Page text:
It is 100 years since women got the vote and I have been joining in the celebrations, on public transport — lightly tapping attractive women on the knee or gently massaging their lovely shoulders and saying, cheerfully, ‘Well done, babes!’ Some react with anger and irritation to my heartfelt congratulations, especially when I ask for their phone numbers so that we might discuss suffrage further — which is, I suppose, an indication they did not really want the vote in the first place. Certainly it imposes a terrible pressure upon them — they are forced, every five years, to make a clear decision.
The statistics suggest many resent this imposition deeply, with women twice as likely as men to remain ‘don’t knows’ until the final minute: you can see them all, on polling days, making their way to the booth in a pretty little cloud of confusion. They are actually more likely to vote than men, and much less likely to know what they are voting about or for. I think, then, that this represents progress of a kind. It is also 100 years since working-class men got the vote, but nobody seems terribly bothered about that.
The BBC has been in one of its fairly frequent states of oestrus over the event (much as it was when Nelson Mandela died and the organisation wore black armbands and kept showing black people singing ‘Nkosi Sikelel’ iAfrika’, which means‘Shoot the white farmer and rape his wife’, I think). I took part in a debate on the World at One about the #MeToo business, but I was up against four women, so was restricted in attempting to promulgate my considered thesis that #MeToo is basically affluent, entitled women whining about next to nothing.
The next day the Today programme was an exclusive women-only zone — presented and produced by women and with only female guests, an interesting idea presumably taken from the BBC’s Brexit coverage where only Remainers are allowed to ask questions or answer them. I wondered if this innovation might be developed and extended so that we might have a BBC programme entirely produced by, presented by and the interviews consisting solely of cretins. But then I remembered — hey, there’s PM!
The Today show included a rather fractious interview with a female comedian in which the question was posed: can women really be funny? I thought this might prove time for some laughs. Hell, of course they can be funny — they’re frequently hilarious. Just give them a map, or watch them parking. But the comedian, the least humorous person on Planet Earth including Philip Hammond, just screeched back: ‘That’s not funny! You shouldn’t even ask the question!’ Perhaps the woman comedian was approaching her menses and thus possessed of an irrational fury. If so, I think the presenter, the excellent Sarah Montague, should have let us all know. ‘And joining us on the line from Hades is Roz Harridan, who is about to come on.’
I say Today was an entirely women-only zone, but it wasn’t quite. At the end of the show they read out the names of the programme editors and studio producer — and there was a bloke’s name there. As a former boss of the show, I had a guess at why this would be. When I was there the staff were pretty much split 50-50 between men and women, perhaps with a slight female bias. And women were represented equally throughout each of the BBC’s ludicrous grading system on the programme.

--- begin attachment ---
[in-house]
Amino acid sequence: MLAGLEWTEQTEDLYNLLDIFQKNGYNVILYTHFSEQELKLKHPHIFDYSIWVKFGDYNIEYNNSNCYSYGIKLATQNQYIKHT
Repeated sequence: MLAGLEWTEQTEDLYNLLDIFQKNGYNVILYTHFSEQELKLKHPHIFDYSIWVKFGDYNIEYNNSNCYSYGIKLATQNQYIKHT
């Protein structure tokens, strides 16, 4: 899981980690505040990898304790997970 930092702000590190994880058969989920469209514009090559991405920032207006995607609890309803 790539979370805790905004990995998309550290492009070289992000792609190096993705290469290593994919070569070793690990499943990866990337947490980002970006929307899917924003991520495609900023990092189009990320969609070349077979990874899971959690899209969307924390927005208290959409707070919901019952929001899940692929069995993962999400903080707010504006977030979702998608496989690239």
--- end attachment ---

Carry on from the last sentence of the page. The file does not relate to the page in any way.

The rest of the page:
But in my time, the male producers earned considerably more than the female producers. Why was this? Institutionalised sexism and unfairness on the part of me, the editor? No. The staff on Today work three kinds of shifts. A tiny minority work a congenial nine-to-five shift on a planning desk. But the rest of the producers do either an 11-hour day or a 13-hour night. Those night shifts are a killer, literally and metaphorically. Working through the night is seriously injurious to health and can be catastrophic for family life — and so the extra money paid to the people who did these horrible shifts seems to me entirely just.
Now, both sexes were meant to do the night shift —after all, you can’t put a decent edition of Today out without a team working overnight. But during my time, more and more women presented compelling (to the BBC) reasons for why they couldn’t work overnight — mostly, but by no means exclusively, because of child care. And so they were made exempt. One after another came to me and said: ‘I’m pregnant, can’t do nights, sorry.’ Or, ‘I’ve got kids — can’t do nights’. Or even simply — ‘The doctor says I can’t do nights’.
The Today hand-over meeting between the two teams was at eight o’clock in the evening. And I would watch as the largely female day team greeted the sallow, red-eyed, zombified young men turning up for their third of three consecutive night shifts. I ought to add that some women were happy to do nights, but far fewer. So that’s why men, back in 2003, earned more money than women: they did the same job, but at a different, much less congenial, time.
And so after three hours of women-only interviews on the Today programme last Tuesday morning, perhaps the most revelatory and informative nugget of information came right at the end, just before the pips: they had a bloke working overnight, because that’s what blokes do. And very few people will have picked it up.
A great shame, really, because it is just one — among a million — examples as to why the gender pay gap is a myth, a fabrication. There is an earnings gap between men and women, but not a pay gap. Do the same job as men and you will be paid the same amount of money.
The argument continues online.